My life is an arrangement of potholes placed so strategically, I’ll never be able to drink coffee on my way to work without spilling it all over my ivory blouse. Or at least I would own an ivory blouse or drive to work if I had a job. I’m twenty-four, two years out of college, and living in my childhood bedroom my parents suspiciously kept intact (I think they knew my trajectory in life when I announced my major late in the freshman year of my demure college days.)
Some people consider me a failure. Some days I think I am, too.
I’m not complaining. It’s just how the job market is. Instead, to afford my insurance and car payments, I take on freelance graphic design work, and it gets me by just as well as any minimum wage job (without the greasy fries or cranky customers). I’m thankful I know graphic design well enough. I’m glad I have the experience.
And there’s the kicker. The potholes in my long and illustrious Sunset Drive. I either have too much, or not enough. I have useless knowledge in this, when I should know more about that.
It seems like a silly reason to be unemployed—but anyone who has heard, “You have too much experience,” or vice-versa will vouch otherwise.
In college, while some people collected beer bottle caps and sorority ribbons, I collected experience like a punch card. Intern here! Work there! Temp over yonder! While my peers were out chugging from keggers and going to black-light lingerie parties, I wrote my fingers off trying to make some dent in the world (and it was a sacrifice that finally paid off). I was a go-getter. My social life was a sacrificial lamb to the work gods.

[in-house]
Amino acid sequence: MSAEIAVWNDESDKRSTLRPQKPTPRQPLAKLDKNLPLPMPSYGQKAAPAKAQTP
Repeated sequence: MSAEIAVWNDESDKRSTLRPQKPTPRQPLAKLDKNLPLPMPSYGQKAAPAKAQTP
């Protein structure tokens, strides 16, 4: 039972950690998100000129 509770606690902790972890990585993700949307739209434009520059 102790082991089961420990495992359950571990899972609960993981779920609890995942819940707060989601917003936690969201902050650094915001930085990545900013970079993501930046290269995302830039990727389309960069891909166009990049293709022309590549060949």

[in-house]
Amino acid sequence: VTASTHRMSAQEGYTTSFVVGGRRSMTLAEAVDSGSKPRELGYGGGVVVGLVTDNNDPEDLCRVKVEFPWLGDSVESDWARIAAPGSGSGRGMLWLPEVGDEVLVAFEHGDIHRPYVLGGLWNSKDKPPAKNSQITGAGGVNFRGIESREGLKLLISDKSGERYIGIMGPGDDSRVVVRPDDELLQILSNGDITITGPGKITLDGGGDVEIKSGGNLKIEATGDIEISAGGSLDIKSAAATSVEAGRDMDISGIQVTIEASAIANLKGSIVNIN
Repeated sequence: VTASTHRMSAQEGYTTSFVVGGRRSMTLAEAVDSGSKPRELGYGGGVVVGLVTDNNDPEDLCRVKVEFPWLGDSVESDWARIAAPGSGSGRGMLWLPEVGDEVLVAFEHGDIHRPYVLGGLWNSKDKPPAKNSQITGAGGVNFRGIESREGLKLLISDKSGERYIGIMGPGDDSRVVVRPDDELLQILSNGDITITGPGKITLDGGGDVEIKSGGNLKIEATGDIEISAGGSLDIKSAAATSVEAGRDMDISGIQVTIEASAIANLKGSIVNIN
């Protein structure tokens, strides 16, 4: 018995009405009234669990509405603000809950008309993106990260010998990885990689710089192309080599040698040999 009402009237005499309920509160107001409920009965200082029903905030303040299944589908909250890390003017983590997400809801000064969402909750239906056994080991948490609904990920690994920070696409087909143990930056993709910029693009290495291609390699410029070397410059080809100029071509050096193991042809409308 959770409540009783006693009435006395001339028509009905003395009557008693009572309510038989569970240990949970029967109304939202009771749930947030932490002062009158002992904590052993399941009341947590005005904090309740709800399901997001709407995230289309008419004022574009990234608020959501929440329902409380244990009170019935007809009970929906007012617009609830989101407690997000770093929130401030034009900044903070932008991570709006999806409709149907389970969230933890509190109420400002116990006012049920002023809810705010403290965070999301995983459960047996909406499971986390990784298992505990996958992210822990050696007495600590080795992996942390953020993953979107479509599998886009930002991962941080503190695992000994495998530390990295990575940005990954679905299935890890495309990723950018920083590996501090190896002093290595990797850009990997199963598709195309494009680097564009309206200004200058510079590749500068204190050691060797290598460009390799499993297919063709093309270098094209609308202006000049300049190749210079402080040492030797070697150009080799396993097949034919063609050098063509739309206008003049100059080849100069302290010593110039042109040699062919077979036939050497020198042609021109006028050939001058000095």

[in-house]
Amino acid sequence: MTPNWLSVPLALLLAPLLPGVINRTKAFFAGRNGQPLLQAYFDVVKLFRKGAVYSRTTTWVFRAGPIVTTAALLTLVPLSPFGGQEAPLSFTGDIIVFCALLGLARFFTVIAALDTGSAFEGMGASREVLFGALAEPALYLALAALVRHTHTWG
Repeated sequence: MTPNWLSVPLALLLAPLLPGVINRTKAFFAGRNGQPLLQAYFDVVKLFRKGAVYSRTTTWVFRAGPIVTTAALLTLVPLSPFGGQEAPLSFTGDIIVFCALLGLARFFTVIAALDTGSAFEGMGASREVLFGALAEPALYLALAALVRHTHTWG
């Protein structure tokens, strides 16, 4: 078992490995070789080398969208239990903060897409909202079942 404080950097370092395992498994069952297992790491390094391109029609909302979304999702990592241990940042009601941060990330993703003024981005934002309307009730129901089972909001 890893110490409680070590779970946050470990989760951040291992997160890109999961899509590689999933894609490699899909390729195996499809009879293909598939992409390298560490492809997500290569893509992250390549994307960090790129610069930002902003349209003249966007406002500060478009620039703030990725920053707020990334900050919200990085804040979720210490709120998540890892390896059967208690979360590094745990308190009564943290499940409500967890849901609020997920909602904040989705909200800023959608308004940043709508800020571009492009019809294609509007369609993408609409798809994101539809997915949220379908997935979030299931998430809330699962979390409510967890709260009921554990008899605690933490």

I think I might’ve prayed to the wrong gods.
I am unemployed, but I am not lazy. It’s hard to differentiate from the two, to peel back the stigma of not having a job from the idea that “you’re not trying hard enough.”
I’ve tried hard.
I’m still trying plenty hard. I’ve been a barista, an ice-cream scooper, a senior graphic designer at a printing company (a place that smelled terribly), an assistant to a screenwriter, a social-media coordinator, and an intern at a publishing house. I’m also a published author.
I’ve rubbed elbows. I’ve greased hands. I’ve even gone to one of those fancy cocktail parties where cute little waiters in bowties come around and offer you cold shrimp and a refreshing glass of bubbly.
But sometimes it just isn’t enough. Sometimes, no matter how hard you try, you still feel like you’ve failed yourself. You start thinking, I should be elsewhere at 24. I should be better. And you look back at your life and you wonder what you did wrong. I’ve looked back so often, I can draw a map of my road, I can tell you all the bridges I didn’t cross and all the ones I burned.
But I don’t know what I would do differently.
In a society where your status in life depends upon the level of your job and the digits in your bank, I am certifiably a failure. But if experienced counted in any of that, if you could weigh it like gold bars, then I would be makin’ it rain.
I have to remember this the next time a would-be employer calls and tells me, “I’m sorry, we picked someone else” because eventually someone will pick me…right?
Even the last person picked in dodge ball is sorted into a job—and usually the first one tagged out.